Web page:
Sunday, July 22, 2018

Throwback Review: On the Non-Player Character

Getting you NPC Shit Together

Synopsis from LULU product page:

This is a compiled volume of information for players of Classic Fantasy Role-Playing games, Including: encounter procedures; non-player character design; objective resolution to social encounters; social combat; argumentation procedures; and advice on managing players.


So, this book is split in to two sections. The first is a lengthy proposed system for social interaction with NPCs and "Agents" (essentially important NPCs that are reoccurring and should be treated as three dimensional characters). The second, is a series of charts and tables for developing NPCs. 

Let's start with the beginning. A lot of Campbell's philosophy is soaked in here, which may irritate some people, but I like how upfront he is about it. One thing that stuck out to me was his insistence that NPCs only need be defined by how they relate to the players, and things like motivation and depth are meaningless. This will rile some people. To be honest, it riled me at first. But the more I thought about it, the more I realized that this explained (at least in part) my own frustrations with NPC interaction. By positioning NPCs not by how they relate to the world, but how they relate to the players, you come away with much more interesting encounters. 

Campbell's system is built on 2d6 reaction charts for monster and NPCs. It does a nice job of making reaction rolls a little more interesting. From there, players can make social moves. These include such things as "Honor", "Insult", and "Bluff." Essentially anything you can think of would fit into one of the many categories. Each has different modifiers, targets, and results that modify how NPCs think of you. I like this. But it's a little complicated. Too complicated for my rules-light sensibilities to pass on without some thought. Social encounters should be smooth and conversational, and adding too many rules takes away from that. That said, I plan on using a large part of this in my next campaign. I just plan on simplifying some of the actions, and winging it a little more. What i love about Campbell's system is it creates a nice bell curve of reactions, and builds on that with a framework that describes how things break down from there. He also provides a nice handy cheat card in the back that helps immensely with most of the rules. In the end, the system won't collapse if you decide to throw half of it out and just use what you like.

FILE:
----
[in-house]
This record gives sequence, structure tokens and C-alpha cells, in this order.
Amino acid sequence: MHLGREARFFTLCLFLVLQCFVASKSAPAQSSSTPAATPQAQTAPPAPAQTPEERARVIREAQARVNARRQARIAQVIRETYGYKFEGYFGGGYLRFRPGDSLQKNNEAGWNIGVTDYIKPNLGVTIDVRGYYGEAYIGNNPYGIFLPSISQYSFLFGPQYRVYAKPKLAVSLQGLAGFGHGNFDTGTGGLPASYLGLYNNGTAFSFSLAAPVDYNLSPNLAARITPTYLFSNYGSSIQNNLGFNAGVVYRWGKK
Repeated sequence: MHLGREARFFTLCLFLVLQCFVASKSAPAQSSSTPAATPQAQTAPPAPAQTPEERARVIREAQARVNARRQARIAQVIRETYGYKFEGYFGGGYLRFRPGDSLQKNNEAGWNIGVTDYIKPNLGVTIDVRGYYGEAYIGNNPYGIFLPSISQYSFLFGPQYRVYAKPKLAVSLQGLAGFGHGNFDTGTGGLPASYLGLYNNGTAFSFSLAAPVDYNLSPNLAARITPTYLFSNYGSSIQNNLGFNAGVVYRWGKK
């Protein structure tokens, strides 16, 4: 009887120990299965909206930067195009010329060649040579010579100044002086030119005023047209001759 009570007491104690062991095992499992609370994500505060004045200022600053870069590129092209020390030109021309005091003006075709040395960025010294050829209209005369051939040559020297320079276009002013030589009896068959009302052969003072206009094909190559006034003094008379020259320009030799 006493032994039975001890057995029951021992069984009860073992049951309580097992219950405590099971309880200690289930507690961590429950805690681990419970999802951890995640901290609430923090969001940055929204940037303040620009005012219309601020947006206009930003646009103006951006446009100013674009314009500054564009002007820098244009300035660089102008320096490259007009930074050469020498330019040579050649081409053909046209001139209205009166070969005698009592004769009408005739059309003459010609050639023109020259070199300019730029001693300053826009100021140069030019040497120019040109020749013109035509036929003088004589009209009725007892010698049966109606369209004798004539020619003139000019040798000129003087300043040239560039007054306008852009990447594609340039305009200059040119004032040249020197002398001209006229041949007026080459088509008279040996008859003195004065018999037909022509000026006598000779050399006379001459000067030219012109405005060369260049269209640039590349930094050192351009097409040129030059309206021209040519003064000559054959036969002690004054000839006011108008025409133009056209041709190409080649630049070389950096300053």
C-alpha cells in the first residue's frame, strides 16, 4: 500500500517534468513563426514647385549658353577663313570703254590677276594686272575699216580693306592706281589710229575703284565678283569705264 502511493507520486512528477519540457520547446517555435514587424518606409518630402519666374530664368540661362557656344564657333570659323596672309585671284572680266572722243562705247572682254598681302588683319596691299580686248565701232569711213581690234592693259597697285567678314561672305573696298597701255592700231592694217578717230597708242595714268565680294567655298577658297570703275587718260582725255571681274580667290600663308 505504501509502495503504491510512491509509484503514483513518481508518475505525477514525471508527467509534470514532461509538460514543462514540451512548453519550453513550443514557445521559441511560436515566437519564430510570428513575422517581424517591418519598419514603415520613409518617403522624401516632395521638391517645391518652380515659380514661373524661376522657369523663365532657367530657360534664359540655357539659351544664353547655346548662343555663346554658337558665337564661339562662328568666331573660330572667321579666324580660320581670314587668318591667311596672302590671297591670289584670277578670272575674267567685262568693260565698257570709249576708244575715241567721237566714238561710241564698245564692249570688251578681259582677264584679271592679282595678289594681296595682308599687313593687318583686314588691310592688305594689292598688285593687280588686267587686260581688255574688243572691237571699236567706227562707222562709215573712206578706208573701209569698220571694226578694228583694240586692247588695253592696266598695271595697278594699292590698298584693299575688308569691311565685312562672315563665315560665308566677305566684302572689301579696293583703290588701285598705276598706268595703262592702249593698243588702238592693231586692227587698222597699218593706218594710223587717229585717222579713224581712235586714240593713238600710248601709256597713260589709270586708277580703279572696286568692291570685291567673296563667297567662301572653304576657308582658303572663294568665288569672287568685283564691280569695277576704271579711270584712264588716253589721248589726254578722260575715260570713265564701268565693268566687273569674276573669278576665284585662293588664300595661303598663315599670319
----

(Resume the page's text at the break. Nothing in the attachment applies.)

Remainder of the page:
The second part of the book is my favorite, and this is where Campbell outdid himself. His tables list 400 phytiscal traits, 400 personality traits, and 400 personal (quirk) traits, and I can't really fault many of the entries. He also includes combat commentary charts, monster activity charts, and more. If you are the type that has a hard time making up NPCs on the fly, this will help you. I know it will help me. 


Nothing to see here folks. Not much at least. The cover sets the tone, minimalist to the max. But that's not why you got this book anyway. This may sound odd, but I think this book would be better without any interior art. I just wanna get to the tables man.

*Edit. Okay, I gotta admit. I absolutely love one of the art pieces. Page 2 has a piece that embodies old school style art. Can't fault that in the slightest.

Production and Print:

Nice high quality stapled book. At almost 60 pages, the book was pushing it for stapled, but it felt sturdy and stiff. This is a workhorse book. Not too pretty, but tough and functional. I think the PDF would be just fine for most use, but for the $5 price difference, why not get a hard copy?  

Who this is for:

Anyone who wants to spice up their NPCs on the go or wants to add depth to social encounters. If you like hyper-usable random charts, this is for you. 

Who this isn't for:

If you seek to simplify your games at all cost, this probably isn't for you. Anyone who thinks social interaction in role playing is just talking things out. Story gamers of any kind will probably run away screaming after a few pages. 

On the Non-Player Character is written by Courtney Campbell. You can find him over at

The PDF is available here:

And the paperback is available here:

Sunday, July 15, 2018

Review: Faux Pas

A Weird Adventure with a Sci-Fi Twist 

Synopsis from the DrivethruRPG page: “‘The first symptom is a popping sound from the belly. It can happen at anytime, and the afflicted never feel it coming. They’ll be having a friendly chat one moment, then pop, and now they’re trying to kill people.'

 A system neutral adventure. The players discover a town beset by a mysterious illness with symptoms worse than death. It breeds violence, madness, and mutation. It turns people into things that are no longer themselves. 

The Inquisitor General has been warned. He's on his way here. When he arrives he'll burn every building to the ground and torture everyone living until they confess to the devil worship that obviously brought this evil into the world. 

Will the players discover what's really going on, and how to stop it, before the Inquisitor arrives? Or will they just loot the place and run away?